A clash of visions for the future of Lake Grove's commercial corridor emerged Tuesday evening, as residents speculated on whether the proposed Lake Grove Village Center Plan will improve the area's livability or strip the area of its small-town character.
'I much prefer the look of Lake Grove to the polished look of Lake Oswego,' said Yvonne Campbell. 'This is precisely what's going wrong with America: We're being led by the people with the most clout.'
At a public hearing before the Lake Oswego City Council, opinions differed on whether the Village Center Plan is a step in the right direction or will lead to the demise of 'ma and pa' businesses along Boones Ferry.
The council closed public testimony Tuesday and is scheduled to make a decision at its 6 p.m. March 4 meeting.
At Tuesday's public hearing, 15 residents spoke in favor, seven opposed and three were neutral.
'The plan is consistently easy to understand and will attract development to the area,' said Sid Smither of Lake Grove. 'The area will become more attractive to customers.'
The plan proposes a planted median along Boones Ferry Road. The median would eliminate what some planning commission members feel are dangerous left turns that motorists make into businesses along Boones Ferry.
It would also call for wider sidewalks, additional bus shelters, bike paths through neighborhoods and undergrounding of utilities.
Dan Vizzini, former chair of the planning commission, said the plan is 'the mother of all overlay zones' and encompasses transportation, economic development, land use and natural resources.
The plan doesn't come with a budget, because more planning work needs to be done before determining funding mechanisms, Vizzini said.
The plan sets out to 'urbanize the core, make it more dense and at the same time make it visually attractive,' he said.
'The highest priority is the pedestrian environment,' Vizzini said. 'To have a vibrant commercial district, we need to have feet on the street.'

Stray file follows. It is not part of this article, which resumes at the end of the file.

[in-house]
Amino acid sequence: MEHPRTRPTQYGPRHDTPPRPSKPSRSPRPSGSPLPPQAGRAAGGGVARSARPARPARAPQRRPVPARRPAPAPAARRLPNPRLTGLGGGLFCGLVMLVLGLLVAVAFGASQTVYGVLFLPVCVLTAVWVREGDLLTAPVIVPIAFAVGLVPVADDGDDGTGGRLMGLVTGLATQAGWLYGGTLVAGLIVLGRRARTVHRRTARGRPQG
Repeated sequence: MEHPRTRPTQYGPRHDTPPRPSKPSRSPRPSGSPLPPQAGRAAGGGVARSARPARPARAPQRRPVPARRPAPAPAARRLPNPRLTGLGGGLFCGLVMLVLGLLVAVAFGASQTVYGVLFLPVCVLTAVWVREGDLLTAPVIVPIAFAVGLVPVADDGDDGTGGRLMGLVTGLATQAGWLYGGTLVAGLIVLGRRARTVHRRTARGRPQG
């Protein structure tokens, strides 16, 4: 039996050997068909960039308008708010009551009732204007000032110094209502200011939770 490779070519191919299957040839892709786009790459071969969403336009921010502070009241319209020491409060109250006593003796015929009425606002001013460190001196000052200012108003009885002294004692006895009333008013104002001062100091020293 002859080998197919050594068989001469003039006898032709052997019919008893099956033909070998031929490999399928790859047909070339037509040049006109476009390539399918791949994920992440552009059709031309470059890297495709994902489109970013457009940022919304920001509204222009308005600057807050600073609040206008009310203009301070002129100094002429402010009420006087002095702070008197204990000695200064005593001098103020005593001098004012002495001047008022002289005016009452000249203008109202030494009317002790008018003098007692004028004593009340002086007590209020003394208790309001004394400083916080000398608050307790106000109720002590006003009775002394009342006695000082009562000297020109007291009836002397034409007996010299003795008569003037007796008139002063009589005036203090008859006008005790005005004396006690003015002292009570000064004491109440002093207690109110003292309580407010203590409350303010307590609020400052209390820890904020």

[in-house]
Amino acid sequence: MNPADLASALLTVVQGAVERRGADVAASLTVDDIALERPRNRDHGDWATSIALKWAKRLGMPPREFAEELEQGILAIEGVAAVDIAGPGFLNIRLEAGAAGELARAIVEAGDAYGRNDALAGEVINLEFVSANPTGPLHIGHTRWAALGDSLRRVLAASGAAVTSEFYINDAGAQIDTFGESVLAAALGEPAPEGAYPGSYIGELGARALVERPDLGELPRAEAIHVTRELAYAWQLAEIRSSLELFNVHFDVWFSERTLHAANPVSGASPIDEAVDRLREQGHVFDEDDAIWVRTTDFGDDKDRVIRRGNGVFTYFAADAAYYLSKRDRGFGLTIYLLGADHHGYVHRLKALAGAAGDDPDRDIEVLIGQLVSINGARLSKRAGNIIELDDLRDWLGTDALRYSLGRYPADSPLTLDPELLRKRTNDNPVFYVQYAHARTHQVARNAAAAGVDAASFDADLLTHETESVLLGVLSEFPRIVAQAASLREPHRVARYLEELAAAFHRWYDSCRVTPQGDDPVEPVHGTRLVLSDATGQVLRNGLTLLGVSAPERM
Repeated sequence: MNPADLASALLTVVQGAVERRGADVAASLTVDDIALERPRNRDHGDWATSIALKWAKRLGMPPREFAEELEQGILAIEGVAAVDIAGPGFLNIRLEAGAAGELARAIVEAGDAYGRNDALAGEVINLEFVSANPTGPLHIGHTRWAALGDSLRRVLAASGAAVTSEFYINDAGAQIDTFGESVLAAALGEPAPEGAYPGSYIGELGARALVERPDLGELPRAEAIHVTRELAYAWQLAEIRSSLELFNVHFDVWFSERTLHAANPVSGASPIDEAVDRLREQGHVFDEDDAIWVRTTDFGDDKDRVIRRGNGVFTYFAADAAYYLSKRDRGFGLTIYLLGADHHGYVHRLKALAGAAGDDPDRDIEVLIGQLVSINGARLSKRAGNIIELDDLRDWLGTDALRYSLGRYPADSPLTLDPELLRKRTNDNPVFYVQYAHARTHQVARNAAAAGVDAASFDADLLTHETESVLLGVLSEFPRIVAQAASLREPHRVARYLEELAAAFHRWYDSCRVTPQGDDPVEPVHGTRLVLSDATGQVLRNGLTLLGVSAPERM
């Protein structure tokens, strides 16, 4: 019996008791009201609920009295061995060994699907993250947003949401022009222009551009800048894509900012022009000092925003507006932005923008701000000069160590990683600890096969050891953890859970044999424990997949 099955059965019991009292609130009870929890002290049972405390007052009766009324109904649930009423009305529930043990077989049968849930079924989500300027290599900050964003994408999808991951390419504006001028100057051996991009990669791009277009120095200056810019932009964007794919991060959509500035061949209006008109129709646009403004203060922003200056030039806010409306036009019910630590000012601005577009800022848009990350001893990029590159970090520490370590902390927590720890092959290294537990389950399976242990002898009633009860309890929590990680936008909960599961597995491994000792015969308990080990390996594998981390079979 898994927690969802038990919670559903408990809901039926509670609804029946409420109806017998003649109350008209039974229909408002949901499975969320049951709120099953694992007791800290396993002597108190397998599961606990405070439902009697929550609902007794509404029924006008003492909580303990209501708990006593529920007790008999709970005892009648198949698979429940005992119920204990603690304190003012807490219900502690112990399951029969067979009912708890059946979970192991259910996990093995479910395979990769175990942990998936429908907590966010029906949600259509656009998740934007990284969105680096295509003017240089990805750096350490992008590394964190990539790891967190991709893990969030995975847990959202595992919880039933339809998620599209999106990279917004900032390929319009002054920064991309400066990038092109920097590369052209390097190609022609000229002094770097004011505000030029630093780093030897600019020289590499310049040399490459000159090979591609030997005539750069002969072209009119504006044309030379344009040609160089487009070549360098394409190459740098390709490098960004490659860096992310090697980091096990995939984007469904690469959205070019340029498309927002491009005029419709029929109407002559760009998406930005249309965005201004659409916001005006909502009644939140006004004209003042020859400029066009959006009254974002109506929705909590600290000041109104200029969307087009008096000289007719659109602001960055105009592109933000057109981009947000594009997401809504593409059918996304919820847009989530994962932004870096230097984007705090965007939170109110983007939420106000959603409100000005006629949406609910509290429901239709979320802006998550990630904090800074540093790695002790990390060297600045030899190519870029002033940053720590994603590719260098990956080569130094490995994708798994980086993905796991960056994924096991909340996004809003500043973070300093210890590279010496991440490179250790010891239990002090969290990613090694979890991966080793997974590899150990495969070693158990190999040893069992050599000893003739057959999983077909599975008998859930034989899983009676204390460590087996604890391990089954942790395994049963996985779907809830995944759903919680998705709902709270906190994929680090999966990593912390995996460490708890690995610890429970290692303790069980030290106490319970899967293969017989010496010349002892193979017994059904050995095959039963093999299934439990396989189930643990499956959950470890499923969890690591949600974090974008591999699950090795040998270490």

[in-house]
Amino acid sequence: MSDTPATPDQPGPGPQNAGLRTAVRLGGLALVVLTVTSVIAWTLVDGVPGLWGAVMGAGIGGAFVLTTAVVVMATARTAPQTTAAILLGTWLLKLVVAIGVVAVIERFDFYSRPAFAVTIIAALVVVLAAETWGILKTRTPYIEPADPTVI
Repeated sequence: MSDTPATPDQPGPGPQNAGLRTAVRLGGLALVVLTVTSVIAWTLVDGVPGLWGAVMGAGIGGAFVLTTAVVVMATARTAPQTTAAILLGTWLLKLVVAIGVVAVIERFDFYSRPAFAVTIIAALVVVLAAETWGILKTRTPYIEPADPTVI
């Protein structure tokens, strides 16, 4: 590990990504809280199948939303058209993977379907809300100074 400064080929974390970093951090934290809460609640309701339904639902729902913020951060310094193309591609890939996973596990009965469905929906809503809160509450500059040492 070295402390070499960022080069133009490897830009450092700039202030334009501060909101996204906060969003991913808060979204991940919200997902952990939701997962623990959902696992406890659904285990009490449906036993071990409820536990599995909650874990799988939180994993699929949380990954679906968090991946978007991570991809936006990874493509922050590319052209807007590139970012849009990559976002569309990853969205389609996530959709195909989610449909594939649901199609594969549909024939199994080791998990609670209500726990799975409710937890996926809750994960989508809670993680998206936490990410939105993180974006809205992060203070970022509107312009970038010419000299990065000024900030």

That vision runs counter to the way customers currently use businesses along Boones Ferry, according to critics of the plan.
Christina Eddy, owner of the Lake Grove Garden Center, said her customers need cars to pick up items at her store.
'They don't buy products I sell, walking on foot,' she said. 'I like Boones Ferry the way it is now.'
Nathan Spaccarelli, owner of Café Marzoccca Italian Espresso Bar, said the proposed median would make it more difficult for his customers to drive up, since they couldn't make left-hand turns.
'No left-hand turn access would decimate my business,' he said.
In addition, he told the council that the plan would mean higher rents and lead to national chain stores moving in and replacing locally owned stores like his.
Campbell echoed that sentiment.
'This (plan) creates an entity that is anything but a village,' she said.
Proponents of the plan said, in general, they like the changes and will endorse it.
Barbara Zeller, chair of the Lake Grove Neighborhood Association, said the median proposal will improve traffic flow. She said a traffic engineering and economic study are still needed to determine the scope of the changes.
Vic Keeler, owner of Vic's Auto Center, said he supports the plan but is concerned whether wider sidewalks would mean he would need to grant the city an easement on his property.
Vizzini said the plan calls for changes at the pedestrian level that will 'create a human-scale envelope around the corridor that makes it a comfortable place for people to come and shop, and that sort of thing.'
Opponents said they are skeptical of whether the city and business owners can afford the changes and whether, once the plan is implemented, it will be a change in the right direction.
'I fear the plan doesn't look at what the consequences will be,' said Spaccarelli. 'I don't believe there's enough built into the plan to put a stop to the problems in it.'